The Shellac Project--Fernandez Music, P.O. Box 5153, Irvine, CA 92616

Photo of buttonlacs, flake shellacs and seedlac

Some background

In the spring of 2006 my long time supplier of shellacs discontinued selling such products. I could not find a satisfactory alternative source so, having been an importer of wood and guitars for several decades, I decided to find a good source and to import my own stock. In the summer of 2006 I imported 16 grades of shellac products directly from India.

While I was searching for a new supplier I also spoke with a number of luthiers involved in french polishing. Here are some things I learned from my intial research.

1) Few suppliers in the Europe and North America offered a wide range of shellacs, seedlacs and buttonlacs. Luthiers and professional finishers needed access to more than simply clear/light grades of shellac in order to match colors on old instruments or to achieve custom tones for their new instruments. One maker has long sought shellacs which have a limited amount of "yellow" color as opposed to the "golden" and "apricot" tones (more on this at another time)--he has a hard time finding such shellacs.

2) Often the grades of shellacs were not clearly represented. Also, some distributors made up their own names of grades which added to the confusion. Usually, the colors of the shellacs were not presented in a useful way despite the fact that for many years the Indian sellers employed numerical color systems. One common system distingished colors on a 30 point scale--1 being the lighest and 30 being the darkest. Another system used a 60 point scale.

3) The wax content of different grades was not made explicit. Wax content is an important issue for finishers.

4) A number of experienced french polishers had recently encountered shellacs flakes which were partially insoluble in alcohol.

5) There was a diverse opinions on the role of oils in french polishing.

6) Good research on shellac was hard to find. The 2 main works on shellac were both out of print. I was lucky to find copies of these through old book dealers--one in the mid-west and the other in Australia. These books are:

Shellac: Its Origin and Application by Edward Hicks published in 1961 by Chemical Publishing Co in New York.

Shellac by Angelo Brothers Limited, Cossipore, Calcutta, India. Originally published in 1956 and republished in 1965

The first of these 2 books was writtten by Edward Hicks who was the sales manager of William Zinsser & Co which has been a major importer of shellac into the US for many years. The second book is by the Angelo Brothers who were major exporters of shellac from India since the mid-1800's and who invented machine processing of shellac.

With the above matters in mind I attended the 2006 convention of the Guild of American Luthiers in Tacoma and discussed these problems with several people.

As a result of all of this I decided that I would share my own recent research on shellac with others, help others to learn about shellac for their finishing needs, and ask others to share their knoweldge and experience in these matters. Since I believe that hands-on experimentation is some of the best training, I decided that it would be useful to many people to have a wide variety of shellac grades so they could experiment with them. These are the reasons I have put together the Shellac Sampler kits. I hope that you will e-mail me with your comments and insights after using these lac products.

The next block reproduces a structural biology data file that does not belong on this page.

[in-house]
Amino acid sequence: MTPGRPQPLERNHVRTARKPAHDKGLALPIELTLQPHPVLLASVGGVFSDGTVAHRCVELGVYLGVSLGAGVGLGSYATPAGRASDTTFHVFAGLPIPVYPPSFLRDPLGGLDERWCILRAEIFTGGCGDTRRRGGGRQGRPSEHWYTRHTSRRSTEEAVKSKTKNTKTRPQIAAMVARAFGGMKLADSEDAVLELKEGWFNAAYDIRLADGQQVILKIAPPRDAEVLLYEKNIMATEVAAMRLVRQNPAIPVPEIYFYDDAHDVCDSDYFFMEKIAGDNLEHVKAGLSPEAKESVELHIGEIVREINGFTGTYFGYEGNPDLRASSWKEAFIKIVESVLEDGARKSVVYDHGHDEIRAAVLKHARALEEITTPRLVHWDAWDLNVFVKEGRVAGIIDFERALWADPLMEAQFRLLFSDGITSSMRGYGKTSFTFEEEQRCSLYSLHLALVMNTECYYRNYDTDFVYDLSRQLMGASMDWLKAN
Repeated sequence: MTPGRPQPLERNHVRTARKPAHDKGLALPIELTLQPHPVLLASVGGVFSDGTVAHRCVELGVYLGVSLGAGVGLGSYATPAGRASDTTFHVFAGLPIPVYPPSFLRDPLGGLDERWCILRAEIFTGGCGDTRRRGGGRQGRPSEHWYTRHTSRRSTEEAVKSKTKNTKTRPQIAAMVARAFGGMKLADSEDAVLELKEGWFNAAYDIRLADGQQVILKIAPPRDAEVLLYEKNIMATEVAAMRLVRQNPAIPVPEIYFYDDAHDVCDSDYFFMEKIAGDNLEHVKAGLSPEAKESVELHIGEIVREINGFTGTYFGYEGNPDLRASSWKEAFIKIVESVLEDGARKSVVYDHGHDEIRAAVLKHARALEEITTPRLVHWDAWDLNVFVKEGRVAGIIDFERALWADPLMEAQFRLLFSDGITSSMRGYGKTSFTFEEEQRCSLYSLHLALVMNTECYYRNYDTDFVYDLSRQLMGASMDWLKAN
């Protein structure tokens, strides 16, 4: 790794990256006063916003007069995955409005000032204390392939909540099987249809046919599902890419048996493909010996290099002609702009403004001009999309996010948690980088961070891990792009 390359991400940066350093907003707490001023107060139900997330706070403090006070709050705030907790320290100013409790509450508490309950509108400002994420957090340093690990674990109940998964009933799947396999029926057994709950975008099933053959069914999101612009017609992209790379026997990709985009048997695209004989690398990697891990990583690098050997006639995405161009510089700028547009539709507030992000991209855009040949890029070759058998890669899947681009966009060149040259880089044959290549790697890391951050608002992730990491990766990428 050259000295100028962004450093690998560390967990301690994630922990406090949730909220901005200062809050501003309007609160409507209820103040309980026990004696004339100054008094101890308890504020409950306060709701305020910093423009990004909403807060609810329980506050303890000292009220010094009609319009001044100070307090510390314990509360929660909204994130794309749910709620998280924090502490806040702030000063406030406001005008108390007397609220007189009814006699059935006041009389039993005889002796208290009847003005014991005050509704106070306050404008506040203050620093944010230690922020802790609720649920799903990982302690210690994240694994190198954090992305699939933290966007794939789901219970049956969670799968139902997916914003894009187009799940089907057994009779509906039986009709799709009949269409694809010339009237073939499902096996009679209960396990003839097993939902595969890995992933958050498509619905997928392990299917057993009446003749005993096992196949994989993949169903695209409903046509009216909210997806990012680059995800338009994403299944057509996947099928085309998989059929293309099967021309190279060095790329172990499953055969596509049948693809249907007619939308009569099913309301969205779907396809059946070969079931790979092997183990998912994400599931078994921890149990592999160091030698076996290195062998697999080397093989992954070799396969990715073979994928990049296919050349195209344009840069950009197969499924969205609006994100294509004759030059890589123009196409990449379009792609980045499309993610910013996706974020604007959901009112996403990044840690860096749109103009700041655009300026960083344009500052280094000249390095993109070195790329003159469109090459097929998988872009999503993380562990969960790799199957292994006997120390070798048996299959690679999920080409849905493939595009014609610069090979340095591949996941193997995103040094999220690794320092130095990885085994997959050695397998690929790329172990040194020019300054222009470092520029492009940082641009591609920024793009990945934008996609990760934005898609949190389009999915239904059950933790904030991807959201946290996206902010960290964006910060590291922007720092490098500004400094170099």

September 29, 2006

There are now a number of fine luthiers and French polishers who have acquired the Shellac Sampler. With the purpose of refining our knowledge I ask for interested individuals to share their insights into any other following topics:

1) Methods of filtering shellac: coffee filters, paper towels, cheese cloth, settling and decanting. One violin maker told me that coffee filters and paper towels take too much of the "solids" out of dissolved shellac. He feels that cheese cloth is the way to go. Is simply decanting the dissolved shellac and leaving the dredges at the bottom a satisfactory method?

2) Bleaching methods. Have any of you used activated charcoal, or commercial bleach to lighten a shellac based varnish. What tones are you looking for? What is the procedure and results?

3) Soluability issues. I have heard at least 6 makers discuss the issue of old shellacs which do not dissolve completely. Does anyone have insight into this matter? Why does this happen? Oxidation, ultraviolet rays, heat, humidity? How do you prevent this problem?

4) Gums and Resins. What do you add to the basic shellac? Sanderac, mastic, dragon's blood, copal, saffron, pixie dust? What are your results? How do you know that you are getting the results you seek?

5) Oils. There are some who use no oils while French Polishing Many use non-drying oils such as mineral oil or olive oil. Others use walnut oil. What are your experiences with any of these? Does walnut oil dry in layers?

6) Acetone. There is some talk about adding acetone to a shellac varnish to quicken drying. Does this additive cause any problems?

Please send me your comments about these and related issues. I will reference you by name and present your opinions. I may edit for clarity but I will ask permission to do so.

I will be separating out information under distinct heading for easy retrival.

You can email me at:

To go to the Shellac Sampler press here

For details about my DVD French Polishing for Guitarmakers 2.0, press here.

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